An outbreak of hives can be one of those conditions that is particularly confusing. They seem to come and go for no good reason, they can be supremely itchy, and often the underlying cause is never known.
When my son was a younger, he had a run in with hives that was both puzzling and scary. He went through a period of time during which very red and itchy hives would show up just about anywhere on his body. They usually occurred at bed time, making it impossible for him to sleep. When we took him to the doctor, the doctor was pretty much clueless as to what was causing them. As parents, we also felt clueless as to how to help (at the time), other than to give him an antihistamine when things got really bad.
Hives, also know as urticaria, are associated with an allergic reaction, and can occur over a long period of time (chronic—more than six to eight weeks), or they can be acute, which means they’re of short duration (less than six to eight weeks). Hives occur because histamine is released from your cells, causing raised flat wheals that can range in size from smaller than a dime to that of a dinner plate.
In rare instances, an allergic reaction can cause severe symptoms, called anaphylaxis. In those cases, the histamine reaction causes your blood vessels to dilate, making your blood pressure drop. At the same time, the reaction may cause asthma-like symptoms that constrict the airways in your lungs and throat. These cases are considered to be life threatening and should be treated as an emergency by getting medical help—fast.
In Chinese medicine, hives, or urticaria, are considered to be a wind rash. Wind is a pathogen in which there is movement where there should be none. The nature of hives is very wind-like. They come and go, move around your body, and change size rapidly.
In addition to being associated with wind, in Chinese medicine hives can be either warm or cold. Hives that are very red, aggravated by heat, and feel warm to the touch are associated with heat. In contrast, hives that are pale, worse in the cold weather and are relieved with the application of heat are considered to be cold.
In Chinese medicine hives are almost always associated with a weak exterior. Your body is surrounded by a “protective bubble”, which is your exterior and which acts a little like immunity. It protects you from things like colds, flu, and allergies. When your protective bubble is weak, you become more prone to catching the cold du jour, as well as suffering from conditions that affect your exterior—most notably your skin.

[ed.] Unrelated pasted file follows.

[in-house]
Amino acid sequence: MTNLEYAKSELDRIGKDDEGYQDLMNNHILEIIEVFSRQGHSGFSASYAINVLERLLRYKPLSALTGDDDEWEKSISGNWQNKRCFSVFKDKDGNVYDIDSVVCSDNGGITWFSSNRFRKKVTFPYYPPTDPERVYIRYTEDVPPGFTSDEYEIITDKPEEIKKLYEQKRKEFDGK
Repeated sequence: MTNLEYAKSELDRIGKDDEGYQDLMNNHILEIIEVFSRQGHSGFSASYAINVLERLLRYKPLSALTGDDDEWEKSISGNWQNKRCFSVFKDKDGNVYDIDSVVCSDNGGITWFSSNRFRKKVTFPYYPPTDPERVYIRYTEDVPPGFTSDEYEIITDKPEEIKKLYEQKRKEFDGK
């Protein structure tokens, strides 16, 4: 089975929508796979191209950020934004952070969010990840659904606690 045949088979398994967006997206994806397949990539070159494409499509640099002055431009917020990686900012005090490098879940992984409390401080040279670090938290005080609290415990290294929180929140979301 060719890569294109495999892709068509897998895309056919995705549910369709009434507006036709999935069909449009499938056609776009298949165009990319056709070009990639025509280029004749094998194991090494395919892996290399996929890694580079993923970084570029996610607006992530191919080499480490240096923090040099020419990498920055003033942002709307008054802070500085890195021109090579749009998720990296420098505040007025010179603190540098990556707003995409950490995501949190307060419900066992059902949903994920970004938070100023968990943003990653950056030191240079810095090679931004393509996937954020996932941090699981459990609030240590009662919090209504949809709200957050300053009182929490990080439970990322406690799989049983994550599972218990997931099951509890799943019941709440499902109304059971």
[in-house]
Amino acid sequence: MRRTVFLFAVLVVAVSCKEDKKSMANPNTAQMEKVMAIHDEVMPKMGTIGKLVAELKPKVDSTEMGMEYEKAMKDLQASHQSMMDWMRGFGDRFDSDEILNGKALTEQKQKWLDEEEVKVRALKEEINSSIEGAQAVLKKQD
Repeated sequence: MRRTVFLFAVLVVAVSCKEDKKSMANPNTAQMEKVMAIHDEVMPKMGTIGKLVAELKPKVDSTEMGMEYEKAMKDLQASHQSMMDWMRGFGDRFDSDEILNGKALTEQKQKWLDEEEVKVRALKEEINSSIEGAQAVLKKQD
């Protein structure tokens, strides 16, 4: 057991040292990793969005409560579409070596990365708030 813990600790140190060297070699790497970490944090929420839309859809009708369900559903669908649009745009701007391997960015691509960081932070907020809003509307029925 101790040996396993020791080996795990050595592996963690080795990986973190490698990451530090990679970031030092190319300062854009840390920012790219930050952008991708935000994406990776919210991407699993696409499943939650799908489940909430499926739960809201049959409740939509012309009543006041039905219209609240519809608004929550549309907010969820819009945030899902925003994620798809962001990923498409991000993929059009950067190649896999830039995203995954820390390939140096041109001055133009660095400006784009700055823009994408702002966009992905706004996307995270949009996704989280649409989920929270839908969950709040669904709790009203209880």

In Western medicine, the treatment for hives is antihistamines. However, your practitioner of Chinese medicine may combine body acupuncture with Chinese herbs and/or ear acupuncture to resolve your hives. One standard prescription includes the points of Sp10, Sp6, LI11, and St36. Depending on whether your hives are a combination of wind and heat or wind and cold, your practitioner will likely choose additional points to relieve your specific symptoms.
A few things you can try to temporarily relieve the itching associated with hives includes:
- Try a cold compress or cool bath. The application of cold shrinks the blood vessels and decreases the amount of histamine being released. This will work even if you have a Chinese medicine diagnosis of cold wind rash. However, if cold is a trigger for your hives, this tip won’t work for you.
- Bathe in colloidal oatmeal. I like Aveeno products, which are found in most drug stores. A cool to lukewarm bath with oatmeal mixed in can also help relieve your itching.
- Calm down with tea. In many cases, episodes of hives are brought on or aggravated by stressful situations. So sit down and have a cup of herbal tea. Try chrysanthemum, chamomile, peppermint, or passion flower.
- Get topical. Try some calamine lotion, milk of magnesia (it’s alkaline and should help the itch), or witch hazel. You can chill any of these in the refrigerator for a cooling effect.
- Avoid anything, if known, that might be triggering your allergic reaction. For example, certain foods, temperature changes, and even exercise can bring on a bout of itching for some people.
In my son’s case, his hives were a combination of wind and heat. He has always run hot in general, and when we put him to bed for the night, he would get warmer, triggering his hives. After about six weeks of cooling off his nighttime itching, the hives finally went away and haven’t been seen since.